Capital and maintenance dredging works have found traction in several developing economies in Southeast Asia due to their vast infrastructure needs in the water resources sector. Various countries in the region have taken steps to enter into the dredging industry. Demand for dredging is growing steadily as requirements from various infrastructure projects, such as hydro, solar and other renewable energy sectors have risen. An increase in investment in energy infrastructure has further spurred the growth of dredging manufacturers in the region. Players in the Southeast Asian market are also focusing on meeting the rising demand in the mining industry. Besides, increasing government investments in dredging and seaborne trade operations are also major factors contributing to market growth. New revenue streams have also opened up as a result of the increase in investment on building dredging vessels in the region.

Rapid urbanisation is a key trend that has pushed a significant part of the region’s population to coastal areas, leading to measures to reclaim coastal areas and consequently boosting the demand for dredging. An increase in tourism activities that involve keeping beaches in good condition, the rising demand for oil and gas that has pushed energy exploration companies to look towards remote areas, the growing demand for anti-sludge pathways for boats and frequent floods in coastal areasare other factors that have resulted in increasing the demand for dredging services.

Recent trends and developments

The demand for dredging is growing steadily in the region with the increase in import and export activities. Due to an increase in seaborne trade, dredging equipment manufacturers in the region are likely to see a surge in demand over the coming years. Further, various infrastructure projects pertaining to development and expansion of ports have spurred the growth of dredging activities.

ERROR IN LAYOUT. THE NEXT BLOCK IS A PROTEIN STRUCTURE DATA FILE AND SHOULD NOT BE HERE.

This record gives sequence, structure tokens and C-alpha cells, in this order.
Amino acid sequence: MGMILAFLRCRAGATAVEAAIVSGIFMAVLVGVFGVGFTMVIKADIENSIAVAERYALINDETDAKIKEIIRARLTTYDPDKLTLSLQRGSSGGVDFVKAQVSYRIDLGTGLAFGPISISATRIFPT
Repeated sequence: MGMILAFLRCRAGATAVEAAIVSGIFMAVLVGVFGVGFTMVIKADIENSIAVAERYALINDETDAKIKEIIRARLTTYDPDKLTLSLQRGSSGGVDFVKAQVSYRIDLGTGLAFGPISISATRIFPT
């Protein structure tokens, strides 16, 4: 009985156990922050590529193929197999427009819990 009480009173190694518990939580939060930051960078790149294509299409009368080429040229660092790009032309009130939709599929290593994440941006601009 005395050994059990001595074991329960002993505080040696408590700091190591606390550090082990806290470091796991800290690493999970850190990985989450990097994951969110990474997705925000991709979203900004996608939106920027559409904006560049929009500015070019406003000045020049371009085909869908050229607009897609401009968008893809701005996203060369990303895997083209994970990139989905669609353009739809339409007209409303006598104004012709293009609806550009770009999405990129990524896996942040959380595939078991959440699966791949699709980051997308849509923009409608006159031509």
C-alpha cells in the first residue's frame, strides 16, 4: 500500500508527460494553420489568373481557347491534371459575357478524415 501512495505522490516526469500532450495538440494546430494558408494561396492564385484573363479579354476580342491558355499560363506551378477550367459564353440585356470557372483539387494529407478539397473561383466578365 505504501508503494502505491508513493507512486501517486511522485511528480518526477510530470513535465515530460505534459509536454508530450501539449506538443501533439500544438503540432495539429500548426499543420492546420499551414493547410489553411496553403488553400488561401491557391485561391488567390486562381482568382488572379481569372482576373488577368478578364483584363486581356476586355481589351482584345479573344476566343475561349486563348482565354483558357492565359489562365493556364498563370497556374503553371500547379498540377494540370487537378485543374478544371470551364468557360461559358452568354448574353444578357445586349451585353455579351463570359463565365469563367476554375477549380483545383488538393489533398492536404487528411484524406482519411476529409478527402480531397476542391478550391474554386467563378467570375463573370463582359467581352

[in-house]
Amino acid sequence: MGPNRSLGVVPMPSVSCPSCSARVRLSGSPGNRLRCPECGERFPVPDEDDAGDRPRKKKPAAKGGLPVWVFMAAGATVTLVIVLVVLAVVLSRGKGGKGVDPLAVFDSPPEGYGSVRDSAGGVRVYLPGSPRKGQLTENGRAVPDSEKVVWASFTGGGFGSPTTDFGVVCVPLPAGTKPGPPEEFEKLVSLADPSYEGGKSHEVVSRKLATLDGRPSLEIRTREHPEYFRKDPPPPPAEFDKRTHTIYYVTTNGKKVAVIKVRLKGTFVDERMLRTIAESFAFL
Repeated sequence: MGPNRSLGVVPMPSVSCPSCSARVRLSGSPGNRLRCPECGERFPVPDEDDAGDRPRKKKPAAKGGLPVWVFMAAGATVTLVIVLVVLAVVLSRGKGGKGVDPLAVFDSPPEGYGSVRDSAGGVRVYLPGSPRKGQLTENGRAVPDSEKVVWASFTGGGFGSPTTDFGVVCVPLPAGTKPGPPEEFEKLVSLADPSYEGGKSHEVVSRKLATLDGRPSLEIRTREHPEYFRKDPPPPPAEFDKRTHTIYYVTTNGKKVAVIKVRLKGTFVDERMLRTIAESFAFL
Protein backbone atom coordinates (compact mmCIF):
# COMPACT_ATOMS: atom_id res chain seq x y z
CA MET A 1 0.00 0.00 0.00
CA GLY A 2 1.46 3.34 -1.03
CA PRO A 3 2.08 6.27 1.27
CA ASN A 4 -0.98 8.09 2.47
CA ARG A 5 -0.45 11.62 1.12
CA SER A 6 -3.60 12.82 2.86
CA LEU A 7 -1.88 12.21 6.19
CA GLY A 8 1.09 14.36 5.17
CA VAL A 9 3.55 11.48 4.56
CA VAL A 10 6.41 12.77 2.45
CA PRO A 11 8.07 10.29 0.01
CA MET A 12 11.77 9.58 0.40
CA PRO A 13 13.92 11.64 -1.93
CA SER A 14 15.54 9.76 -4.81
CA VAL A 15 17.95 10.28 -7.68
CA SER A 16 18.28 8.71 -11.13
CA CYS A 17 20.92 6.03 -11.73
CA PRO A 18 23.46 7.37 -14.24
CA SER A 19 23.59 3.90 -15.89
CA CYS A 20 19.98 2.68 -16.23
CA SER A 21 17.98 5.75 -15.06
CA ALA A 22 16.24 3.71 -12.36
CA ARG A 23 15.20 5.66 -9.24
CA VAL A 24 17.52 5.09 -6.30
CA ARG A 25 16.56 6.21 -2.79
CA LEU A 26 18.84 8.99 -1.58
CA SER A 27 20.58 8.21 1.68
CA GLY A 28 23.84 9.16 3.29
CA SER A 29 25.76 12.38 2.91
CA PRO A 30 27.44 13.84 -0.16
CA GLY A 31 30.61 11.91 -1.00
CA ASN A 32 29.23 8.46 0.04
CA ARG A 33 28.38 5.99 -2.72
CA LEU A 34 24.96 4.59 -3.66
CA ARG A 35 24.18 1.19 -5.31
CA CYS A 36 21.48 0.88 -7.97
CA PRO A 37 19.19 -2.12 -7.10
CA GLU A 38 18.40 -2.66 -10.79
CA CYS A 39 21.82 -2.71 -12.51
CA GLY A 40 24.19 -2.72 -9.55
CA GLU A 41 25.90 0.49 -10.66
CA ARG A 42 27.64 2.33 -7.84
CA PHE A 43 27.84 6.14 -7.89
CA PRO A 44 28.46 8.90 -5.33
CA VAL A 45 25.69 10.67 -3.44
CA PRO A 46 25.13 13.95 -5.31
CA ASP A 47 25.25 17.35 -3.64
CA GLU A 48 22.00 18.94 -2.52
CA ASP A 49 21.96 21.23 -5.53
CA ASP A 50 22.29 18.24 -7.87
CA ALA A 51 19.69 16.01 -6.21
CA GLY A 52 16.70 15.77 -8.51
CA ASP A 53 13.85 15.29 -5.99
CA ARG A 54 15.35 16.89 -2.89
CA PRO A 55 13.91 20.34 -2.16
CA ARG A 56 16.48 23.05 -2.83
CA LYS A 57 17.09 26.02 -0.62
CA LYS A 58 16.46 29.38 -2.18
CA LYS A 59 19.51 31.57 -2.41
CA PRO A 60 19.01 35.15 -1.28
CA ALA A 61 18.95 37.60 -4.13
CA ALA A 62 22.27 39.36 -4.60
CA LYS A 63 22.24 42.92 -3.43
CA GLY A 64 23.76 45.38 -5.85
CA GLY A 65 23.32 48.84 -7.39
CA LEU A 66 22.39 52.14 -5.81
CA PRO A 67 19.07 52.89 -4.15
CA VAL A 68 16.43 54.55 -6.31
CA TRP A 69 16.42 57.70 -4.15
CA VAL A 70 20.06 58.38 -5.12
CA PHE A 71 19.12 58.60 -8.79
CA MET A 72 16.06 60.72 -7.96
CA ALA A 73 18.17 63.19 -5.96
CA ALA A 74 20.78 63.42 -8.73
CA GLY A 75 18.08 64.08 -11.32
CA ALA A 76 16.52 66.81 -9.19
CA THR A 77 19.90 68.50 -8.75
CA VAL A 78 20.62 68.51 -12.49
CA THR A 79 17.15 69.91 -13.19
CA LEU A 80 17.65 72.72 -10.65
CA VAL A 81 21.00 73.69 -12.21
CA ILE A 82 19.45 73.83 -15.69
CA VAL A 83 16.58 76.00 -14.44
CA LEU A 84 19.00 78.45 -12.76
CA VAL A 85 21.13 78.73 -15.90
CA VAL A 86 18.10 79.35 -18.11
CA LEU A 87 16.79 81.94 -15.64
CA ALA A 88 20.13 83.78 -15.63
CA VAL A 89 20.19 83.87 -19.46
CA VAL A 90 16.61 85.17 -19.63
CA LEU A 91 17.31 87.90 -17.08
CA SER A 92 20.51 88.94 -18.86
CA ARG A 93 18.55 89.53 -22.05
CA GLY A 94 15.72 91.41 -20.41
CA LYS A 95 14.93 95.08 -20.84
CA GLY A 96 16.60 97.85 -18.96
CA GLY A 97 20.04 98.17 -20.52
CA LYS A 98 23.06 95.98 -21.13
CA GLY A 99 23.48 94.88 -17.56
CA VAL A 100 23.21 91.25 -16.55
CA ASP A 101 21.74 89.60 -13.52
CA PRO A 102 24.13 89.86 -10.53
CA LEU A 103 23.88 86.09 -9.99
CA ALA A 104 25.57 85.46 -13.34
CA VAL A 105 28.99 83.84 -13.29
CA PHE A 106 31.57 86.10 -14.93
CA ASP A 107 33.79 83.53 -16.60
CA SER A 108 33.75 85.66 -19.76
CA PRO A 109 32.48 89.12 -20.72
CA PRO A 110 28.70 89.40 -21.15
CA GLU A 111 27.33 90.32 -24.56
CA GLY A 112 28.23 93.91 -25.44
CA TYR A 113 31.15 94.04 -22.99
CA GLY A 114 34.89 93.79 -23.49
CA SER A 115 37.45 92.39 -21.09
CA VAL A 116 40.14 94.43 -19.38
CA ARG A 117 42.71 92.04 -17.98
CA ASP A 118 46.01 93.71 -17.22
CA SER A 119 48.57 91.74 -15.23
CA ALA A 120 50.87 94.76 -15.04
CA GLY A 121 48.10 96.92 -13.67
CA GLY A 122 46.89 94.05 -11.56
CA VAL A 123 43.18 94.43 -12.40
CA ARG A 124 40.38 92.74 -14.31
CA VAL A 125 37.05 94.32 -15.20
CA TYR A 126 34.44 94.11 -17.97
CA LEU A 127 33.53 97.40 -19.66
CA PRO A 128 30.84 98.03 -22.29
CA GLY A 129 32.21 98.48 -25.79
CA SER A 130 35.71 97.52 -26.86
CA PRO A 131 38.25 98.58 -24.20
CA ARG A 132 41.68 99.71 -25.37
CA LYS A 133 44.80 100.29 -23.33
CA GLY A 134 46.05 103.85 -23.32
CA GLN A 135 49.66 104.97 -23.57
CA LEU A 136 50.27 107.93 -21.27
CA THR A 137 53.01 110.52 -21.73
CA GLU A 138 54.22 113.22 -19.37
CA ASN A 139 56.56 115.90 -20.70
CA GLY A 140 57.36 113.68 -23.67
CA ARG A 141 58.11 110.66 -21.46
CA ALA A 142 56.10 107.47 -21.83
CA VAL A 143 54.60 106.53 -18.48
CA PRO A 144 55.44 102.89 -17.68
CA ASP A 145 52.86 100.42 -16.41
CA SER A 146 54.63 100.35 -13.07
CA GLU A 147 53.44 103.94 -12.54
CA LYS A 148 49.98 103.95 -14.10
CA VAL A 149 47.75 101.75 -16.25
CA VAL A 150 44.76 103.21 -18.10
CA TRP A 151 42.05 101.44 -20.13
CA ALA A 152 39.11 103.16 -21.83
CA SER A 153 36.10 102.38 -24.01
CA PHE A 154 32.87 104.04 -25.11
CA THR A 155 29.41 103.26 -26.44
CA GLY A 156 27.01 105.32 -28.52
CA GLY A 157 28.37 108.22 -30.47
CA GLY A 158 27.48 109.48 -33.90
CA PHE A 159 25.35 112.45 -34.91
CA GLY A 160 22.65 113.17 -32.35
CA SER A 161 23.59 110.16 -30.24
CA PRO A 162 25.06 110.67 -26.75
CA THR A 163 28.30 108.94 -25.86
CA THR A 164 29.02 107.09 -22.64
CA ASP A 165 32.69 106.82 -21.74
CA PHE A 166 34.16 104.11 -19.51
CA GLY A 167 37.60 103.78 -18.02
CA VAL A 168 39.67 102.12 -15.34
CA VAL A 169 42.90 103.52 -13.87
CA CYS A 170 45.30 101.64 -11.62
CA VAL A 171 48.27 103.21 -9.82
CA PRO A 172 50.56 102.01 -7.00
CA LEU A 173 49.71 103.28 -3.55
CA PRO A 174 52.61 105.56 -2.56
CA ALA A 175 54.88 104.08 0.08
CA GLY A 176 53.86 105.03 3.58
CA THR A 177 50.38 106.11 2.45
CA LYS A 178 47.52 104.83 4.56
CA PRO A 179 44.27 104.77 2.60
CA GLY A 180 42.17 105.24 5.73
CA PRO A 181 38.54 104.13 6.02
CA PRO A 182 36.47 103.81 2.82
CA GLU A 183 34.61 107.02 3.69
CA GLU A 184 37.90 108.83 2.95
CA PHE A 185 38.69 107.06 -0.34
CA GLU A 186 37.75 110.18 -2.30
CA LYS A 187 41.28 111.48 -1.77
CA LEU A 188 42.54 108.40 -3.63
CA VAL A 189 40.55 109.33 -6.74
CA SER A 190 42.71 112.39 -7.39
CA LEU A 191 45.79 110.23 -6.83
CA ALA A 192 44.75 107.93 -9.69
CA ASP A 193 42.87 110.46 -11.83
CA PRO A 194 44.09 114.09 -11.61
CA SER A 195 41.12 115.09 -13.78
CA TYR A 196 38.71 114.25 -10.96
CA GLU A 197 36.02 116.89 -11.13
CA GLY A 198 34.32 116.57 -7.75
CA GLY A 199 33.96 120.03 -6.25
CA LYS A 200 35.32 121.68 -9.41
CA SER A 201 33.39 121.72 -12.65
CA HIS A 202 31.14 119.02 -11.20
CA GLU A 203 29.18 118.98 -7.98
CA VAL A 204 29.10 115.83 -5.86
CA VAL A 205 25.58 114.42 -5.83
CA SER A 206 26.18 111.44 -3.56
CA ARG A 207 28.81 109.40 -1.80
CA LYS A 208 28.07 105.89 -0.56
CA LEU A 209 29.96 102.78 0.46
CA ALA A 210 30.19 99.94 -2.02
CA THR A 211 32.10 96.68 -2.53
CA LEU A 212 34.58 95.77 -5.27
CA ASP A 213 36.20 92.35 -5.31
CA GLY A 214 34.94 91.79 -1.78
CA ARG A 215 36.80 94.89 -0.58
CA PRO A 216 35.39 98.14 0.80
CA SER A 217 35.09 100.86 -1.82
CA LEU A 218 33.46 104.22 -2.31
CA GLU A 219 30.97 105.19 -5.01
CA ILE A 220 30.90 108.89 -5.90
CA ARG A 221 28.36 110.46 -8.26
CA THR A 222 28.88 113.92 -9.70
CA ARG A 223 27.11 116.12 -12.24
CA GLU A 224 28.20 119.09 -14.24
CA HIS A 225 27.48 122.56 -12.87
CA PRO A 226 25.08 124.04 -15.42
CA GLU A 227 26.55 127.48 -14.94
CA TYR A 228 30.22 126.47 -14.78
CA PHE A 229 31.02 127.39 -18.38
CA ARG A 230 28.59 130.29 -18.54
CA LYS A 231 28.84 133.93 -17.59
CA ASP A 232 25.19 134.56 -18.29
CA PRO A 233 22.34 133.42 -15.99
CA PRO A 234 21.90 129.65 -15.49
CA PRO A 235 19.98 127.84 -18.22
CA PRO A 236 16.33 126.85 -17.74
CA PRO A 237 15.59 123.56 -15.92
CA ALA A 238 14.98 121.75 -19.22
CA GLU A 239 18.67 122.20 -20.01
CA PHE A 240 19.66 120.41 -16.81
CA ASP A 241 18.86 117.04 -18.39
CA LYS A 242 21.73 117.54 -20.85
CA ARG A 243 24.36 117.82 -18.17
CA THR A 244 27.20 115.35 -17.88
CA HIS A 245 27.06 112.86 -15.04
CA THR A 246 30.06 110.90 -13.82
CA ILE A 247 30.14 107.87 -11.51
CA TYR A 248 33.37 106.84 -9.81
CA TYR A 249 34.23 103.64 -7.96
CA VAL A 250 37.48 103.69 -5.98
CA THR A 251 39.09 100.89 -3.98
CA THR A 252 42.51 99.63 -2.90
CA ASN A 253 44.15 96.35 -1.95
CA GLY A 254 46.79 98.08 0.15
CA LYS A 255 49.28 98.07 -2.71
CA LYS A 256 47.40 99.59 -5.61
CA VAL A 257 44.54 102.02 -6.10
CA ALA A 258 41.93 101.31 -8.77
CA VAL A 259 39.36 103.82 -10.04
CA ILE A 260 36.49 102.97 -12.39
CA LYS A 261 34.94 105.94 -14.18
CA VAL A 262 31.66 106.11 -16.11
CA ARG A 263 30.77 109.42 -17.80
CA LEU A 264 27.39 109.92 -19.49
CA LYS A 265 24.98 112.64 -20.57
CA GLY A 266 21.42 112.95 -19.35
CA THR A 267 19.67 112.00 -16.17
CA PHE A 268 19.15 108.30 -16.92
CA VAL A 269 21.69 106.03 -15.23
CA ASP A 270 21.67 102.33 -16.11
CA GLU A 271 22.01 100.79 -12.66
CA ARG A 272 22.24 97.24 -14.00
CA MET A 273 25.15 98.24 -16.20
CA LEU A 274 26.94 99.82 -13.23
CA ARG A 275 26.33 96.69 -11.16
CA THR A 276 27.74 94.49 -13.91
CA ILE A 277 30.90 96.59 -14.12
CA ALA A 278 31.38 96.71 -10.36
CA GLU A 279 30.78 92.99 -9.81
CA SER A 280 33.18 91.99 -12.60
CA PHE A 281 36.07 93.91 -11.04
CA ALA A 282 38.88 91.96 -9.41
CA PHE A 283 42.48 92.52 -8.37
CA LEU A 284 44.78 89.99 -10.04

Several countries in the region have planned the creation of new berths and terminals at existing ports, as well as the development of new ports. The Philippines is looking at large-scale capacity augmentation of port infrastructure and has awarded a number of dredging projects, including the dredging of Ubay and Talibon ports, the ports of Poctoy and Ambulong, Bauan port, the Nasugbo port, the ports of Poctoy and Ambulong, and the port of Buyabod.

Recently, Dutch company Royal Boskalis was awarded a dredging contract for the land development design and construction of the Manila International Airport in the Philippines. The 1,700 hectare land reclamation project in the Manila Bay has an estimated value of Euro €1.5 billion. This is the biggest project in the history of the Dutch dredging company. Boskalis’s work plan and methodology for the dredging activities, which will be spread over a period of three years, includes measures to prevent soil liquefaction in the entire area through the use of dynamic compaction. Dredging activities in Manila Bay are expected to start in the first quarter of 2021.

The legal aspects of dredging projects in the region are also being reformed to ensure efficient implementation and to avoid delays. In Vietnam, a decree came into effect from January 11, 2019 that focuses on the management of dredging activities in seaport water and inland water areas. It stipulates that dredging projects need to be evaluated for their environmental impact in accordance with the environmental protection law. In the case of maintenance dredging projects with regular annual work volume, the environmental impact assessment is carried out annually or on a cyclical basis up to five years.